Sunday, December 30, 2012

Skiing with Multiple Sclerosis Dementia

Caregiving for a spouse with Multiple Sclerosis dementia can take improvisation on my part.

Yeah I’m sure someone somewhere has written a ‘caregiving for dementia for dummies’ guide but I tend to go about caregiving intuitively. That’s how it started a quarter century ago,  why change?

Plus MS unlike other diseases associated with dementia can have such individualized physical progression; it defies a cookie cutter approach.

Picking Patti up today following yesterday’s snowfall she began talking about skiing. She has done this before following snow storms. ANYTIME Patti initiates a conversation I believe it is to be encouraged as she rarely initiates an extended conversation.

Of course here enters the dilemma – I was not part of Patti’s life when she skied. I have gotten better at faking it because I remember previous conversations and I care enough to have visited where she skied to get the lay of the land, the lodge, the slopes but regardless I’m extending a conversation that I was not part of in the real world.  I’m careful never to interject myself into her memories but rather to help her with them as long as she tries to recall an association with freshly fallen snow.

She shares, she remembers, she laughs and then it’s gone and back to now. I’m not sure that it is right, but I don’t believe it’s wrong.

Patrick Leer
Caregivingly Yours, MS Caregiver @

Multiple Sclerosis and Dementia

A cortical variant of Multiple Sclerosis characterized by progressive dementia may be more prevalent than previously suspected and may be an important factor in nursing home admissions in this group of patients, or at least a Texas A&M University study back in 2005 concluded.

As one family living with MS for 23 years, “we don’t need no stinkin' studies.”

When I ‘just happened’ to return home shortly after leaving to find flames coming from the kitchen stove about 15 years ago while Patti sat oblivious at the kitchen table eating lunch – I needed no tests, scans, or neurologists … MS cognitive symptoms no matter how mild they are labeled by a neurologist are dangerous to a family’s health.

After 23 years, I better than anyone understand the fine line between hope and denial that is the life thread of living with Multiple Sclerosis as a family.  Who wouldn’t clutch at ‘MS brain fog’ instead of ‘MS dementia’? Except that one can kill you and those around you.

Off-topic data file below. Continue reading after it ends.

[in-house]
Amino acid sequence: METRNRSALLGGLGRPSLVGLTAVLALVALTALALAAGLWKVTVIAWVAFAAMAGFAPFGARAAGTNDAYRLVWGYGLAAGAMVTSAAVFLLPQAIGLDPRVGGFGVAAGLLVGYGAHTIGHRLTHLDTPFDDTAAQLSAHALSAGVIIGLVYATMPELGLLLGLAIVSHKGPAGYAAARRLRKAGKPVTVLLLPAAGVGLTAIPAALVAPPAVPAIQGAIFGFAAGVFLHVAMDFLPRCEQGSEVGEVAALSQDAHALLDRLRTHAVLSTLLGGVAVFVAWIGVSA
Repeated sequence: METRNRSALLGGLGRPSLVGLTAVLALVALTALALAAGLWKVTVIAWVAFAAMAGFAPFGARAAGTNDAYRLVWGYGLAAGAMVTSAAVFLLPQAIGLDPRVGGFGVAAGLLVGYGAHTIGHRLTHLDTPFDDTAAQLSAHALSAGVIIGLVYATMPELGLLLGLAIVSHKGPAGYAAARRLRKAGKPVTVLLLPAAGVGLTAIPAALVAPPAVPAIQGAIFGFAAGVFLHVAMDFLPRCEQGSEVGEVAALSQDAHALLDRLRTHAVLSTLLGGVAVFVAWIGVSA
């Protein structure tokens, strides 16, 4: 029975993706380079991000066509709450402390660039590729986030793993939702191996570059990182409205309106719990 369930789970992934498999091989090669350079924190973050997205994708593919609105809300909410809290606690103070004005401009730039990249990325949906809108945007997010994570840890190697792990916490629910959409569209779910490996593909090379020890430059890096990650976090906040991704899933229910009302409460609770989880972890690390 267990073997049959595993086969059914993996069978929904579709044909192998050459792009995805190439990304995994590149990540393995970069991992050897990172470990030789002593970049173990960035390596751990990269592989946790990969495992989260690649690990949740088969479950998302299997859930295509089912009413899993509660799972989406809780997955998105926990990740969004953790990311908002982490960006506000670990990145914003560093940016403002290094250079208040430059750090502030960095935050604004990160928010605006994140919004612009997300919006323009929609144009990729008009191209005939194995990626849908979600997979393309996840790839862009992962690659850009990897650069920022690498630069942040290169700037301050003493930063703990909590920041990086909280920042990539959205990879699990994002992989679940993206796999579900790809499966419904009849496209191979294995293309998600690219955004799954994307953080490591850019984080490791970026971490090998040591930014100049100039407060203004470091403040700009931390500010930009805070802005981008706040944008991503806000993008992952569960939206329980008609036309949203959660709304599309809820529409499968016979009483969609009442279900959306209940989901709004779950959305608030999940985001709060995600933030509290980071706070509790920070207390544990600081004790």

Reading a news story two mornings after Christmas about a local man who was found dead less than a football field from his home I could not help but remember the pivotal moment when home care ended for us.

In the tragic news the man was in the early stages of Alzheimer's disease and "unfortunately the weather conditions — the rain, the snow and the wind — were just factors that were against him."

In our story, eight winters ago … an artic chill throughout the house awoke me. Sitting in our wide open front door were our three cats staring at Patti outside in sub 0˚F (sub -17˚C) weather in her wheelchair dressed in just a nightgown. Her wheelchair had crashed to a halt in a bank of shoveled snow where our sidewalk turns. I have no idea how long she had been out there and when asked she responded something to the effect she needed to walk the cats. ???

Just suppose I had not returned home when I did, suppose the wind had blown the door shut?

Dementia is a scary word and we seem to go out of our way to invent diagnostic euphemisms.

I pray families can find the balance between hope and the safety of those they care about. 
Patrick Leer
Caregivingly Yours, MS Caregiver @

Thursday, December 27, 2012

The First Christmas of Overtime

Following Thanksgiving holidays I resolved to change. “Insanity: doing the same thing over and over again and expecting different results,” is never truer than dealing with dementia. My wife Patti’s Multiple Sclerosis disabilities, specifically dementia, is never going to allow her to remember any family holiday gathering no matter how hard I try over and over again to involve her and it does get harder holiday after holiday.